|Sponsor||Rep. Oberstar, James L.|
|Committee||Transportation and Infrastructure|
|Date||June 29, 2010 (111th Congress, 2nd Session)|
|Staff Contact||John Gray|
The House is scheduled to consider H.R. ____ on Tuesday, June 29, 2010, under suspension of the rules, requiring a two-thirds majority vote for passage. This legislation was introduced by Rep. James Oberstar (D-MN).
The bill extends certain authorities of the Federal Aviation Administration (FAA) for approximately one month, from July 3, 2010, through August 4, 2010. The bill would extend the FAA’s authority to spend money from the Airport and Airway Trust Fund (AATF), their authority to charge taxes, and their appropriated spending levels.
The bill extends certain aviation-related taxes that are used to finance the Airport and Airway Trust Fund, including ticket taxes. Specifically, the bill would extend the domestic passenger ticket tax at its current level of 7.5 percent of ticket price, the domestic flight segment tax at its current level of $3.40 per passenger, and the domestic cargo tax at 6.25 percent of the cost of transporting property.
The bill authorizes the appropriation of funds for the Airport Improvement Program for Fiscal Year 2010, and extends its program grant authority through August, 2010. Funding for the program would be calculated on an annualized basis as if the total amount for FY 2010 was $3.5 billion. Additionally, the bill authorizes funding for operations, as well as the Air Navigation Facilities and Equipment. Finally, the bill authorizes funding for FAA research, engineering, and development.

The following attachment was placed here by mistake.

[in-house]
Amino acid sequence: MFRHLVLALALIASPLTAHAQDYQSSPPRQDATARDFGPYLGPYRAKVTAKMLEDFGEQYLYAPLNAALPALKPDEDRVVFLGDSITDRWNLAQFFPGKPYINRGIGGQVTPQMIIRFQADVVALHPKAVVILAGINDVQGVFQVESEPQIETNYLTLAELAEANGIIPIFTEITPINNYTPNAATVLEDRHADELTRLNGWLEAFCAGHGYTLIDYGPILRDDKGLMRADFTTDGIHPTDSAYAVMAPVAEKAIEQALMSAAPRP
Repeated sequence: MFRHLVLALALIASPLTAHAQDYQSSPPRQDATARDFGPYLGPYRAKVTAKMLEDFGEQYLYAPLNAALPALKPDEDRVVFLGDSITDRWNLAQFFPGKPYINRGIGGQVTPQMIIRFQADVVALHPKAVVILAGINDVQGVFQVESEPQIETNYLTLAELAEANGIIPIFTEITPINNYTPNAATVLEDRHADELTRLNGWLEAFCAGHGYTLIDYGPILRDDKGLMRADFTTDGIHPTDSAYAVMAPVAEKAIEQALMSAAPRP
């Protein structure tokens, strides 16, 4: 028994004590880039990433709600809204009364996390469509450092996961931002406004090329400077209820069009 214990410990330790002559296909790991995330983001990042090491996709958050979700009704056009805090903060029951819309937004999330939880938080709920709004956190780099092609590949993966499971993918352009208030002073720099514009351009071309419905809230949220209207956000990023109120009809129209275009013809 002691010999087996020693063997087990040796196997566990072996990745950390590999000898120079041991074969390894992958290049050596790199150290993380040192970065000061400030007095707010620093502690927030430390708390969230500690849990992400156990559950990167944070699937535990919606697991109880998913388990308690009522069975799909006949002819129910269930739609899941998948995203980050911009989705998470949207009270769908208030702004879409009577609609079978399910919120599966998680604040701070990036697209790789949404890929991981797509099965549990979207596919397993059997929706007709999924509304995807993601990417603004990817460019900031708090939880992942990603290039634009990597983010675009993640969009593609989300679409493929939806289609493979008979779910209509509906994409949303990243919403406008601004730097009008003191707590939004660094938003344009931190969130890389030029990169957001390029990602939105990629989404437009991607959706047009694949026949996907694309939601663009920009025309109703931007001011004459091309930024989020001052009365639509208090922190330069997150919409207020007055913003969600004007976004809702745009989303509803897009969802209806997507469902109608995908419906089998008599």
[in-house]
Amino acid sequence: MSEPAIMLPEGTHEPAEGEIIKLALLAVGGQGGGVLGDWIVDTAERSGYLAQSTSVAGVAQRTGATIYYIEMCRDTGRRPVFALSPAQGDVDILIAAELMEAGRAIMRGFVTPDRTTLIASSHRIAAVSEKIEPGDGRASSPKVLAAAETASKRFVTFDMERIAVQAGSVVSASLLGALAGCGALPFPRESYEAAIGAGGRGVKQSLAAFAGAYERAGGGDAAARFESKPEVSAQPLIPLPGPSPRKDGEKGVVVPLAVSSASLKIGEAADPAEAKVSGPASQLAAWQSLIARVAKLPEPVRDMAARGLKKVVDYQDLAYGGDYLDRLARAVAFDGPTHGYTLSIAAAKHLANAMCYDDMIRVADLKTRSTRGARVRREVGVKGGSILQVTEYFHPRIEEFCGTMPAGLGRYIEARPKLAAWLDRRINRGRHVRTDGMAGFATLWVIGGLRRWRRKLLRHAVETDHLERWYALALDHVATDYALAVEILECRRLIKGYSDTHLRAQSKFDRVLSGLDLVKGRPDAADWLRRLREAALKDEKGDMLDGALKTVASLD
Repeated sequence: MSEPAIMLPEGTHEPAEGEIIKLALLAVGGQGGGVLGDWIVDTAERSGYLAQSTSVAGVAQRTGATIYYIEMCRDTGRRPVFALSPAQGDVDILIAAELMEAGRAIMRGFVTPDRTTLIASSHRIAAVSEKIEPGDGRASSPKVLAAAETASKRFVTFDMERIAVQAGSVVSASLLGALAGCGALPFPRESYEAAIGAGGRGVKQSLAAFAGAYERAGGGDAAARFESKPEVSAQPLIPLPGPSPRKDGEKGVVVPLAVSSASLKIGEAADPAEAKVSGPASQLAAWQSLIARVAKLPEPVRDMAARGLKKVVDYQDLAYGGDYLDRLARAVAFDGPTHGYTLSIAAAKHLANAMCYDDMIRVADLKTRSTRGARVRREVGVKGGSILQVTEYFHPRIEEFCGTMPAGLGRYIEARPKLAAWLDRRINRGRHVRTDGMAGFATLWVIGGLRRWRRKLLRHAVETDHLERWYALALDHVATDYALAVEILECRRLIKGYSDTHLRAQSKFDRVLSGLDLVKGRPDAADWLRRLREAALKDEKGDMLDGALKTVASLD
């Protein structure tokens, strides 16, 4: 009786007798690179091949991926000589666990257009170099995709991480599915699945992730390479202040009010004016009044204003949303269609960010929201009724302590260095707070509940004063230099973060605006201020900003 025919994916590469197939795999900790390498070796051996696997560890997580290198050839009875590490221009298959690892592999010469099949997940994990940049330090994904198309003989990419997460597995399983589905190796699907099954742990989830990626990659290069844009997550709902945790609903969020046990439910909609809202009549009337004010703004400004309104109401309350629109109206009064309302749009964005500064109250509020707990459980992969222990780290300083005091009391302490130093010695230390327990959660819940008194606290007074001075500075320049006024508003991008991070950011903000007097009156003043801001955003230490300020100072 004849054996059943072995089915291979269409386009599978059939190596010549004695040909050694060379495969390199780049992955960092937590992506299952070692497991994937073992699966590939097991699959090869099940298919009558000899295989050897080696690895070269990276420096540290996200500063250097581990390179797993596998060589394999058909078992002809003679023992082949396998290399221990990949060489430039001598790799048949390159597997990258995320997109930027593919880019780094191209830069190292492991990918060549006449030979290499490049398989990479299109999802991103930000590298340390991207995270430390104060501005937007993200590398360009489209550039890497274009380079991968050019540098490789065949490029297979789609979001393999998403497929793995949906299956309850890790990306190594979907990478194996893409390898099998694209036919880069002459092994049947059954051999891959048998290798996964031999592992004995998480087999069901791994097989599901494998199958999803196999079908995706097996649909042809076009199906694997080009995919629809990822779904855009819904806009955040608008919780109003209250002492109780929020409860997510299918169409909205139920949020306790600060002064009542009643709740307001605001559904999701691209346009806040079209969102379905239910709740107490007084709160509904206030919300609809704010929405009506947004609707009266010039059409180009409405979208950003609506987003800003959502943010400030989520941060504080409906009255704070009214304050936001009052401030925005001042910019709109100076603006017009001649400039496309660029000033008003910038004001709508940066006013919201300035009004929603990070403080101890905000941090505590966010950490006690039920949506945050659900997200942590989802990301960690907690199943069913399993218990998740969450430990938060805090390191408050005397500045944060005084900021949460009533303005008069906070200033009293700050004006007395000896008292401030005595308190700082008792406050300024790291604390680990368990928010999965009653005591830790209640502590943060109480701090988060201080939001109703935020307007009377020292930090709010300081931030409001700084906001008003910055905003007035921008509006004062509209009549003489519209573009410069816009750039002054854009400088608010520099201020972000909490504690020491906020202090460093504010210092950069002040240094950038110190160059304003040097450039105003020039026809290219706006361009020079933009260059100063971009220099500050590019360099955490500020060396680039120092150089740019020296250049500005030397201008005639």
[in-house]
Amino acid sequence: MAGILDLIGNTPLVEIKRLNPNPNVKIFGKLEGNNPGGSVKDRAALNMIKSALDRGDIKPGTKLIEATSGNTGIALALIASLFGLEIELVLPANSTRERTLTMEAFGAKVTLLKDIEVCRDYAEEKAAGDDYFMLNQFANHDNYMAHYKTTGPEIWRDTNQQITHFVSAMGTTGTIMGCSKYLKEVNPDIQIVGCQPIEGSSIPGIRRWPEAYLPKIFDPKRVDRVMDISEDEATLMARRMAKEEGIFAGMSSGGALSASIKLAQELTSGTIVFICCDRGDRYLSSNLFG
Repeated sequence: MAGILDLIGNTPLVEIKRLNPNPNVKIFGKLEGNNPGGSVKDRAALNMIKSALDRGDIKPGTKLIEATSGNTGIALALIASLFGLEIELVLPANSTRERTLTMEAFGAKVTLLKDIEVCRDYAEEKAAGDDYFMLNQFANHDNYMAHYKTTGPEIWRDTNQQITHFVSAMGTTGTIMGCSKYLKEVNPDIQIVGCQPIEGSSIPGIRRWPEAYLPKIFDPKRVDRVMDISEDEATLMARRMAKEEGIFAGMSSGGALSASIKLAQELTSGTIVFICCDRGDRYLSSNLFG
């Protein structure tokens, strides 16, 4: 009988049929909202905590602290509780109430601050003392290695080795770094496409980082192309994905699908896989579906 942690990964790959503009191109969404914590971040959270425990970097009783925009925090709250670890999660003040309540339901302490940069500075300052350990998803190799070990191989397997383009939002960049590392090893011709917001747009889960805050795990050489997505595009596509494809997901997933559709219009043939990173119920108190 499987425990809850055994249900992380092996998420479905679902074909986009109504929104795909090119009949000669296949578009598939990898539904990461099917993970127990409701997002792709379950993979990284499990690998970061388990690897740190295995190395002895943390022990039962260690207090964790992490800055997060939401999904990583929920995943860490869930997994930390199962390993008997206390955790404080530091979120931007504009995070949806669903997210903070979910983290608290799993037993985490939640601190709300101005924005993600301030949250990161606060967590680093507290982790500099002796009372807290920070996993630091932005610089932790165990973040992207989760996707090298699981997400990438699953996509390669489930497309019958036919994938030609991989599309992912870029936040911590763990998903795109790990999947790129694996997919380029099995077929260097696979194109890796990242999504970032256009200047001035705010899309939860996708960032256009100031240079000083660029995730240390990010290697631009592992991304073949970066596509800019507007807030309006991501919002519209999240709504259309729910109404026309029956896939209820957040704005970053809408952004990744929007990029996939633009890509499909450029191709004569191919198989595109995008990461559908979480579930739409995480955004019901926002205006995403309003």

In the 110th and 111th Congresses, the House passed several short-term FAA extensions which were signed into law. The most recent extension, H.R. 5147 (P.L. 111-161), was passed in the House on April 30, 2010, by unanimous consent.
The FAA is an agency within the Department of Transportation that oversees and regulates the nation’s aviation system. The Airport and Airway Trust Fund (AATF), created by the Airport and Airway Revenue Act of 1970, provides funding for the nation’s aviation system through several aviation excise taxes. Funding currently comes from collections related to passenger tickets, air cargo excise taxes, passenger flight segments, and aviation fuels, among other sources. The current funding mechanisms for the FAA were set forth by the Vision 100-Century of Aviation Reauthorization Act, which became law in 2003. Vision 100 expired at the end of FY 2007, and the FAA has since been funded by a series of temporary authorizations. Both the House (H.R. 915) and the Senate (S. 1451) have introduced a long-term FAA extension. H.R. 915 passed the House on May 21, 2009, by a vote of 277-136. The Senate has yet to act on either S. 1451 or the House passed extension.
The Congressional Budget Office (CBO) has not yet produced a cost estimate for this bill as of press time.